How often should we dress the wound?
Dressing the wound daily is a good idea in 2nd degree deep burns- if you wait longer they become soggy and foul – from all the discharge.

Does this hand need physiotherapy?

Definitely! We should start physiotherapy very early in burn patients- both active ( done by the patient himself) and passive movements ( movement assisted by other hand or by a therapist) should be encouraged, this will help to retain the movements of all joints and the functions of the hand, otherwise the joints will become stiff and it will delay the patient from returning to work.

What else will the burn surgeons do?
Well he will see if you have any additional illness which will hamper the wound healing or needs treatment while you are admitted in the ward such as diabetes, asthma and hypertension. He will ask for some investigations like
1. Complete blood count
2. Electrolytes- Na, K
3. Blood sugar
4. Blood urea
5. Serum creatinine
6. Liver function test
7. Serum Albumin
8. Serum protein
9. Chest X ray- this will serve as a base line especially if you have suffered smoke inhalation injury.
10. ECG if you are above 40 year.

Once all this has been done we come to the most important issue- will this burn heal??Yes by God’s Grace!

How will this burn wound heal?Well, to start with this is a 2nd degree deep burn( on the dorsum of the hand). The 2nd degree deep burn affects the deeper layer of the dermis (though not the whole dermis- as in 3rd degree burns). As the deeper layers of the dermis are destroyed- the hair follicles, sebaceous glands and the sweat glands are also damaged. It is therefore difficult for the new skin to form as the regenerative epithelial elements are damaged.

Will it never heal without surgery? Is the next question that the patient will ask.This burn wound may heal over a period of time- that’s how God made the human body. But when deep 2nd degree deep burns heal, the healing occurs with the formation of abnormal scar tissue (not normal skin). This scar tissue will have the following problems.
1. It will hypertrophy (become thick and large)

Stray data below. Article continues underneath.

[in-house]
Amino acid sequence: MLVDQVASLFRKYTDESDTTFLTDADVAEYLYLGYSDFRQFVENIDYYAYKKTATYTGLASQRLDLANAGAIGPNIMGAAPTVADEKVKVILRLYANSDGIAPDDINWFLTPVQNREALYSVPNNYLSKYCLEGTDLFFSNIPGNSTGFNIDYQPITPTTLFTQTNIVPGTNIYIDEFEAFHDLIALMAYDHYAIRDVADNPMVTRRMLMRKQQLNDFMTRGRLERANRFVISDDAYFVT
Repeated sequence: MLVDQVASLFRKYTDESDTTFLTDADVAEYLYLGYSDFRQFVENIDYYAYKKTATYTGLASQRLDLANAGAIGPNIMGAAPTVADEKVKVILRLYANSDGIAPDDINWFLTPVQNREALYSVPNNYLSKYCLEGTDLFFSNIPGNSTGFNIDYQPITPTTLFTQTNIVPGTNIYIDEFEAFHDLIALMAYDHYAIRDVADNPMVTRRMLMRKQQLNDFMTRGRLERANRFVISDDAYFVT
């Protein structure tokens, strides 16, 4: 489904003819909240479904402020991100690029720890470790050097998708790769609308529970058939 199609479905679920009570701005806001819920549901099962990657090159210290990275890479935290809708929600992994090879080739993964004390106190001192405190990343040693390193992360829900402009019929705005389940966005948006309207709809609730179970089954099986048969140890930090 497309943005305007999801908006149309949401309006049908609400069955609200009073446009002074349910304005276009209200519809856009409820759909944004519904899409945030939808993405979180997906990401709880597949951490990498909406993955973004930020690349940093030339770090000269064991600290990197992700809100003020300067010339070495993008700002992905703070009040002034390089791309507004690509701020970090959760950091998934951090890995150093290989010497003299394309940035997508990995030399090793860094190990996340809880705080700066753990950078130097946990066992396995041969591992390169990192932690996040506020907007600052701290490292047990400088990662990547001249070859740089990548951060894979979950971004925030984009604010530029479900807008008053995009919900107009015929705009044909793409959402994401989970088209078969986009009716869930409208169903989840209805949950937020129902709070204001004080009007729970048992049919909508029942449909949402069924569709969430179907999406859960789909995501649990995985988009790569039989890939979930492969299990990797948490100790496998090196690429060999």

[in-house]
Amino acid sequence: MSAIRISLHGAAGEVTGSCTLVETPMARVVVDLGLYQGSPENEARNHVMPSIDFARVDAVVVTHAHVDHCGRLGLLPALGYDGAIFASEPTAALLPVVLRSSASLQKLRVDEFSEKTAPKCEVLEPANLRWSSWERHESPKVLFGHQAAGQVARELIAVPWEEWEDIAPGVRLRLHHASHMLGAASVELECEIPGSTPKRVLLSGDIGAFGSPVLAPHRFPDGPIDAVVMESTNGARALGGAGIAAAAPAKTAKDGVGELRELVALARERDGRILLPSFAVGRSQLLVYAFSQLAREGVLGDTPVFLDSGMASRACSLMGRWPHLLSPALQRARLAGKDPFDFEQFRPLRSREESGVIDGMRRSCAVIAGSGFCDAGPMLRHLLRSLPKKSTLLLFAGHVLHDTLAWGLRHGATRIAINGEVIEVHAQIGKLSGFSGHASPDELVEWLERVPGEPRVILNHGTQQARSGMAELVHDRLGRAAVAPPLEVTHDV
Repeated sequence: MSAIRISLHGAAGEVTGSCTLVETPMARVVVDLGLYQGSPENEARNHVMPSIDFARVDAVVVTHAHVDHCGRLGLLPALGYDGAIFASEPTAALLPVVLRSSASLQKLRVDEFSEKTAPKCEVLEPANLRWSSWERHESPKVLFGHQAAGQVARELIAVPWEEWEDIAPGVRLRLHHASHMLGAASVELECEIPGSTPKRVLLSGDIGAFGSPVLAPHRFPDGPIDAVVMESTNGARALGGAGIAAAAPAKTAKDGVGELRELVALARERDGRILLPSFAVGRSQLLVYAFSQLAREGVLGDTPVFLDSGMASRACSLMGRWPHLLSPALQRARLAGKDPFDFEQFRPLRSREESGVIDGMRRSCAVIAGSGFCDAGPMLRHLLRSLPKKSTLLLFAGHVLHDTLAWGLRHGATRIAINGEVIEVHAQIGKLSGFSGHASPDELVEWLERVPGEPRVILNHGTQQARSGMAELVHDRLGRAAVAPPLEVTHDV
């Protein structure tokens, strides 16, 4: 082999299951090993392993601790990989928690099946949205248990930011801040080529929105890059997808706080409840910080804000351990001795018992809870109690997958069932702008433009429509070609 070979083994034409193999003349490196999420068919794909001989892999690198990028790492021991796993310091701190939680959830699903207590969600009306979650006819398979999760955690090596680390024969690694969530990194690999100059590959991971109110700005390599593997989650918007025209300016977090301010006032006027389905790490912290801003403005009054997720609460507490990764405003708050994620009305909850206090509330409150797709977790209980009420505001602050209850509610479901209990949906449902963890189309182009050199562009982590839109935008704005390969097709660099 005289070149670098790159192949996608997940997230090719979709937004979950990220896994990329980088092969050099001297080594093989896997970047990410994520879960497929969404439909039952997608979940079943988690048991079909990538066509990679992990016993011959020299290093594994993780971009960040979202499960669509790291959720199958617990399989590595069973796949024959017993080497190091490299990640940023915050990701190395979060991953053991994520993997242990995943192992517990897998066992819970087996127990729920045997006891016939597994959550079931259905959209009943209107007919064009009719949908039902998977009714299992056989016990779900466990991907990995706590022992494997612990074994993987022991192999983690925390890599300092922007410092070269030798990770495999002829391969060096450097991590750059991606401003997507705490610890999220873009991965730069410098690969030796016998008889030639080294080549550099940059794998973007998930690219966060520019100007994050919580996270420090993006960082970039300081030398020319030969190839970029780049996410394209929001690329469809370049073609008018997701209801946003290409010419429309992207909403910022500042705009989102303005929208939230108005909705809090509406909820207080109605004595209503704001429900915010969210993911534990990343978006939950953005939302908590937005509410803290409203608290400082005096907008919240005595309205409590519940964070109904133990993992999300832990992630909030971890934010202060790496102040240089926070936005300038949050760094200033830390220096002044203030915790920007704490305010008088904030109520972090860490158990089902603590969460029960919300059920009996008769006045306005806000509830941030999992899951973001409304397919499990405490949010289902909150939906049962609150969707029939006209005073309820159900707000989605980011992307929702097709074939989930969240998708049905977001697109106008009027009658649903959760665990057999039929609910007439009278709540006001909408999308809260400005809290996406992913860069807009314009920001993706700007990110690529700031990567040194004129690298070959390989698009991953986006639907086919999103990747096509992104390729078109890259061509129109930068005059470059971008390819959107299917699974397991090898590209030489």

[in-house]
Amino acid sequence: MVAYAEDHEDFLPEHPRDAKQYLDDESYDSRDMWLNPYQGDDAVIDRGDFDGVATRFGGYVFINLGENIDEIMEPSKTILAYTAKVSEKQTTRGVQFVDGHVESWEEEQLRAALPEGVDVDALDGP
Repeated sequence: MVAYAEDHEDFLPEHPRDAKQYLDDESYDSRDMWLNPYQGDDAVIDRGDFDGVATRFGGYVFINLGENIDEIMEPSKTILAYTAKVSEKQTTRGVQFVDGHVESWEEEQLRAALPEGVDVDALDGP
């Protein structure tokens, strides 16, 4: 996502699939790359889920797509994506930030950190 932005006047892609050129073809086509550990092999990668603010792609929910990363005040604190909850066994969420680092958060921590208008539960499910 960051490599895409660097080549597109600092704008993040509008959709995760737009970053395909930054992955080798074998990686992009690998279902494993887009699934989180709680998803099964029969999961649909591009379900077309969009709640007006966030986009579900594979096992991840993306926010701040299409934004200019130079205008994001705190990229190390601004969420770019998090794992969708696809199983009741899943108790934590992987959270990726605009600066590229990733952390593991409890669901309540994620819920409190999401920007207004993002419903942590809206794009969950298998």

2. It will cause itching and pain.3. Most important it will restrict mobility and result in what are called contractures. I hope to explain scar / keloids/ contractures in a future blog.

The gentleman with the hand burn actually refused to undergo surgery and went home against medical advice. The picture on the right (figure- 2) shows his hand after 4 weeks when he came back to my clinic.
The burn on the fingers- which we diagnosed as 2nd degree superficial burns had healed, while the 2nd degree deep dermal burn on the dorsum of the hand failed to heal. It we wait further, the dead white tissue (eschar) seen will slowly disappear and will be replaced by raw red body tissue called granulation tissue that consists of body cells, fibroblasts and fine blood vessels( capillaries)- but no skin!

Now that we are convinced that the burn wound needs help to heal the answer is quite simple, if skin is damaged- replace it.

How can we replace damaged skin?By a simple procedure called skin grafting in which the skin from one part of the healthy body is removed and applied over the area lacking skin.

Can we use a person’s skin for another one?
This is a common question asked by mothers whose children are burnt. However this is not possible as it will only be a temporary measure and in about two to three weeks the skin will be rejected.

Doc, you guys are doing kidney and heart transplantation and you can’t do a simple skin transplant for my hand?
Well kidney and heart transplantations are highly complicated procedures and need lifelong immunosuppressives (drugs that will decrease your immune response so that the body will not reject the heart or kidney). These procedures can be fatal and one can die! Skin transplantation is neither feasible nor advisable in burns as of now. Presently, face transplantation is still in its infancy and not commonly done. Skin grafting is a simple procedure that does away with all these problems.

Do you take the whole skin?
No, only the part or upper layer of the skin. You know the skin has two layers- epidermis and dermis. In skin grafting we use a blade fixed to a device – called the Humby’s knife or an electric device called a dermatome and remove only epidermis and part of the dermis – called a split thickness graft. This will help the donor area of the body from which the skin graft has been taken to heal by itself in about two weeks. There will be some pain in the donor site which can be managed by analgesics like paracetamol, ibuprofen, mefenemic acid or injectables like pethedine or morphine depending on the pain tolerance and pain itself.

Figure 3 on the right shows the skin grafting of the right hand which has fully healed. The graft was taken from the thigh a common area as it is well hidden , but you can suggest the area that you want the graft to be taken from. The function is well maintained and the fingers can be flexed and extended. The problem of color match exists but they settle down over a period of time. Time is a great healer and burn surgeons as well as plastic surgeons rely on time a lot!!!!

So ms kempinsky I hope this answers your question and I wish your son a speedy recovery.

Wednesday, February 3, 2010

2nd degree burns (superficial) picture

Minor burns
Here a photograph of a child's hand is shown who suffered scald burns ( from hot water). The blisters have been deroofed and the underlying dermis is exposed which is pink and blanching. this is a second degree superficial burn similar to the one described before in detail. For a complete understanding and management of this burn read the article

watch out + for the next article on management of 2 nd degree burns (deep) !!!